Return of spider bread.
SEVERAL OCTOBERS ago, we published a recipe for a big black widow spider bread. Ann Straw, a teacher at St. Simon School in Los Altos, California, created the sequel to our recipe as a hands-on class project for 5- and 6-year-olds. The results were delightful baby spider rolls, an idea to try at home.
Straw adapted the recipe to purchased yeast roll dough so each child could make his or her own spider. The dough comes in conveniently cut, easy-to-use portions. Two portions make a spider roll; one part is used for body and head, the other for legs.
With scissors to divide the dough, young bakers easily assembled spiders for baking with little supervision.
Baby Spider Rolls
1 package (1 lb. 9 oz.) frozen Parker House roll dough, thawed
1 large egg, beaten to blend
1/4 cup black sesame seed or poppy seed
To make each spider, use 2 rolls. Dip scissors in flour, then cut 1 roll into 4 equal strips. With floured hands or on a floured board, roll or stretch each strip into a log about 4 1/2 inches long. On a greased 12- by 15-inch baking sheet, set logs parallel to each other, about 1/4 inch apart. Bend each log slightly on both ends to resemble spider legs.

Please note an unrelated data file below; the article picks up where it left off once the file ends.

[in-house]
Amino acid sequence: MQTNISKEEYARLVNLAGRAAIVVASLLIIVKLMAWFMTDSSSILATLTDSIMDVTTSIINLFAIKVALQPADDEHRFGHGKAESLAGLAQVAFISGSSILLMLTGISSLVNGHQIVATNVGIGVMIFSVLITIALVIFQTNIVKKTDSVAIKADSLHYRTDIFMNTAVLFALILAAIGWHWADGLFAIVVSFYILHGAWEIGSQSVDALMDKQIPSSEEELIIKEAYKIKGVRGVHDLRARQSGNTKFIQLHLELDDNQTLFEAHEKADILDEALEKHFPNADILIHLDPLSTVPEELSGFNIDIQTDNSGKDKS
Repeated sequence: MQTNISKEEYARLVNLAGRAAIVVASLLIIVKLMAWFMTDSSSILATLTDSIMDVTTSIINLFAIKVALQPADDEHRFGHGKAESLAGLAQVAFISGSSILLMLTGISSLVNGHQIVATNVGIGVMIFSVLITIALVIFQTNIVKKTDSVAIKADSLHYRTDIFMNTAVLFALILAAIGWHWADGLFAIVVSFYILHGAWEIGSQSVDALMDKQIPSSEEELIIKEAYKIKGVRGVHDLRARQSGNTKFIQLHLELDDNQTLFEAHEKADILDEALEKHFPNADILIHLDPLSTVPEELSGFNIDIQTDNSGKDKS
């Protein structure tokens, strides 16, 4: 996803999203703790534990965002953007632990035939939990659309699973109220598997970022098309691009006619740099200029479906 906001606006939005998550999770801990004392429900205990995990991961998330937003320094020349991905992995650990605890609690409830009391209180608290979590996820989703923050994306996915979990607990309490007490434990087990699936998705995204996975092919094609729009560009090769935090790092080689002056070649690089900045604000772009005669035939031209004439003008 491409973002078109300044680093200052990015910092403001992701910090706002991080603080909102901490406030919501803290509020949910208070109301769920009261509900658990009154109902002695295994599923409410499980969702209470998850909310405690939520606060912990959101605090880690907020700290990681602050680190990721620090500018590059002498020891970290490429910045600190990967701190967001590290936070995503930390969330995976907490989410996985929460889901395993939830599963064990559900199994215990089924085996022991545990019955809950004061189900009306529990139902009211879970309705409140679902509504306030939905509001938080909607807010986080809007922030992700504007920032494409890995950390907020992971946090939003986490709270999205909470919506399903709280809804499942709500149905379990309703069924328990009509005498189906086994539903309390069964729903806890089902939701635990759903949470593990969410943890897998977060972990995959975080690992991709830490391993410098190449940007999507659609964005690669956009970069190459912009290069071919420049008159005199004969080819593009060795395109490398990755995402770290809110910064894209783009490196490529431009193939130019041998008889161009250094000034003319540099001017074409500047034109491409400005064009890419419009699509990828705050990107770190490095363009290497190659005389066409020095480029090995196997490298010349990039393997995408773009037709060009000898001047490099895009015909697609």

Cut remaining roll apart, making 1 piece about twice as large as the other. Shape each piece into a smooth ball. Set balls, touching each other, on top of the legs, forming body and head (see photo at top right). Gently press body and head, sticking them onto the legs.
Repeat to make remaining spiders, spacing them about 2 inches apart on pan. Cover lightly with plastic wrap. Let rise in a warm place until puffy, 10 to 15 minutes. Brush dough lightly with beaten egg and sprinkle evenly with sesame seed.
Bake in a 350 |degrees~ oven until golden brown, about 20 minutes. Transfer to racks; let cool. Serve warm or cool. (If making ahead, store cool rolls airtight up to 1 day. To store, freeze up to 2 weeks.) Makes 12.
Per roll: 153 cal. (21 percent from fat); 6 g protein; 3.6 g fat (0.3 g sat.); 24 g carbo.; 5.6 mg sodium; 18 mg chol.